Understanding those who struggle with mood disorders
It’s not a secret that I, like many others, struggle with issues of anxiety and depression. Since my diagnosis, I’ve been very open about my issues in hopes that maybe the way I cope will be something that someone else can use.
This is why I feel that it is important to remind folks of a few things to remember when dealing with a friend or loved one who may be struggling.
We can’t always help it if we are feeling blue. Sometimes we can be perfectly fine and the dark cloud of depression will just pop up and we don’t always know how to make it go away. Just be patient with us, we are trying.
Sometimes some of us make irrational decisions. When you struggle with issues such as bipolar disorder, it is often hard to control impulses like eating or spending money. For instance, I’ve personally been struggling with some heartbreak in my life. That heartbreak has prompted behaviors not normal for me. Since August 1, I’ve bought a couch for my office, broke a very strict diet and gained 15 pounds, and went as far as to start on a tattoo cover up that one part of my brain said not to do, but the other irrational part let me walk into the tattoo shop to start it.
Speaking of the tattoo, pain is sometimes how we cope. If you’ve ever wondered why people self-harm (not necessarily commit the unspeakable), cut themselves or burn themselves, here is a quick explanation. Sometimes the depression is so awful that you do things to just feel something. Anything. Life with depression and the highs and lows of bipolar disorder can be so disorientating that you do things, even painful things, just to feel something.
Then sometimes we feel too much. I know personally, that sometimes I feel so many feelings at once that I can’t process them and I shut down. It requires me to sleep for several hours just to be able to function again. It can be debilitating, tiresome, and downright miserable to feel everything, and nothing all at the same time.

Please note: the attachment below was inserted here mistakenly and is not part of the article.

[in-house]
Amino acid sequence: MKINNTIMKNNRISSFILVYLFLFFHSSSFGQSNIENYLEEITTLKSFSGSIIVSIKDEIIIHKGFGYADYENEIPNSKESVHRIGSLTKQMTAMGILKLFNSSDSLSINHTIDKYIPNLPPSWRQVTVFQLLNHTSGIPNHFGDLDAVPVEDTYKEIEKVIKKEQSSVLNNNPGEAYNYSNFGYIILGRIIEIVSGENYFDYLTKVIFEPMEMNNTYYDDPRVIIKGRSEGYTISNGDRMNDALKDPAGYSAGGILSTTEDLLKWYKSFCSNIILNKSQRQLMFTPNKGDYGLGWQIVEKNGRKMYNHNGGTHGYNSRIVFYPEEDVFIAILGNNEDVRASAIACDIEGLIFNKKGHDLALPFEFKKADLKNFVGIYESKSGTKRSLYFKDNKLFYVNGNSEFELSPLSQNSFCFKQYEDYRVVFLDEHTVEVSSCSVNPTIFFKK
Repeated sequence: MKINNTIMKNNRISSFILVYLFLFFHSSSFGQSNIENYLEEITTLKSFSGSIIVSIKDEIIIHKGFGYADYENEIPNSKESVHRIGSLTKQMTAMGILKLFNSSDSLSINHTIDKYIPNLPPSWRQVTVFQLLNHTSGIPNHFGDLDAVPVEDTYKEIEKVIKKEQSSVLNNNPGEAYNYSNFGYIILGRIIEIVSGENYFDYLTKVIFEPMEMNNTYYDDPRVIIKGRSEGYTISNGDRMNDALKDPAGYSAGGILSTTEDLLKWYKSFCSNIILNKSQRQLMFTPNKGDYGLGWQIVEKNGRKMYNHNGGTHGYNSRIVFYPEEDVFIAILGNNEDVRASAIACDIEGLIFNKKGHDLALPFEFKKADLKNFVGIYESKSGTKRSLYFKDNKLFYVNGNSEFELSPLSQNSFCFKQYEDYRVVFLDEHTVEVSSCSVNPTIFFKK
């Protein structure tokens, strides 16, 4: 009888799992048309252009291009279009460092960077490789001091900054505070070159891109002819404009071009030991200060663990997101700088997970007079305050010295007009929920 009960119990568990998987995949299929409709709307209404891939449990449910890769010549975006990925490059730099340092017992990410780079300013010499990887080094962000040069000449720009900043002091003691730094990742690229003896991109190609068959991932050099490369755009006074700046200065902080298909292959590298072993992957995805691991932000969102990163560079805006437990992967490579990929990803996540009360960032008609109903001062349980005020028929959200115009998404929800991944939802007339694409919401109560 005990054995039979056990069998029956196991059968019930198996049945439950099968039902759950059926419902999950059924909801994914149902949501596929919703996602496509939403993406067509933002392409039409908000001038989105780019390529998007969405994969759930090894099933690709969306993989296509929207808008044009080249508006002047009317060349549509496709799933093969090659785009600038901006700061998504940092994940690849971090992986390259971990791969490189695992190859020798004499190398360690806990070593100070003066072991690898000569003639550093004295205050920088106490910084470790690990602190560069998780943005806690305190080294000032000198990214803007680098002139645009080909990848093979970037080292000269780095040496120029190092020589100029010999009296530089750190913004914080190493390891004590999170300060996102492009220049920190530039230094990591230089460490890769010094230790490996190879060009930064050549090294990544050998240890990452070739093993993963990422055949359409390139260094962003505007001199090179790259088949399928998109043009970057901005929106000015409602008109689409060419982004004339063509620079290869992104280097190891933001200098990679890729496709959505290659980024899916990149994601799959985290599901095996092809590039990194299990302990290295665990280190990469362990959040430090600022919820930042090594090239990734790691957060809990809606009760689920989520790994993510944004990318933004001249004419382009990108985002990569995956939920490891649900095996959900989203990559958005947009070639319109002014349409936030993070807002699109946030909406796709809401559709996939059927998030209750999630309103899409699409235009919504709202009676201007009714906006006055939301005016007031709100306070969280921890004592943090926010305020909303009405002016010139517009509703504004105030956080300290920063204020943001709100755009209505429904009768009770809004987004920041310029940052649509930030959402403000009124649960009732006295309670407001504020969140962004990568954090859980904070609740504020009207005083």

The thing is, I cope through not just tattoos, but through music, meditation and prayer, exercise, and various other hobbies. I try to also get others to join with me in sharing their hobbies because the best thing for me to deal with uncontrollable feelings is being with like-minded folks.
I’m not writing all of this to make readers feel sorry for me. The complete opposite is what I want, really. I want people to not feel sorry for my personal plight because the last thing I need is more pity. I write all this to inform people that sometimes those of us who deal with mood disorders really just need empathy, not sympathy.
How can you help if you have a friend who struggles with mood disorders? Validate their feelings. Spend time with them, even if that means sitting on a couch binge watching The Office for the fortieth time. Love them. Be understanding that sometimes they will cry or shut down for no reason.
One final thought about this topic. Mood disorders often present themselves through depression including suicidal thoughts. Monday, Sept. 10, was National Suicide Prevention Day. By sharing the number 1-800-273-8255, we can all help prevent suicide. This Lifeline provides 24/7, free and confidential support for people in distress, prevention and crisis resources for you or your loved ones, and best practices for professionals.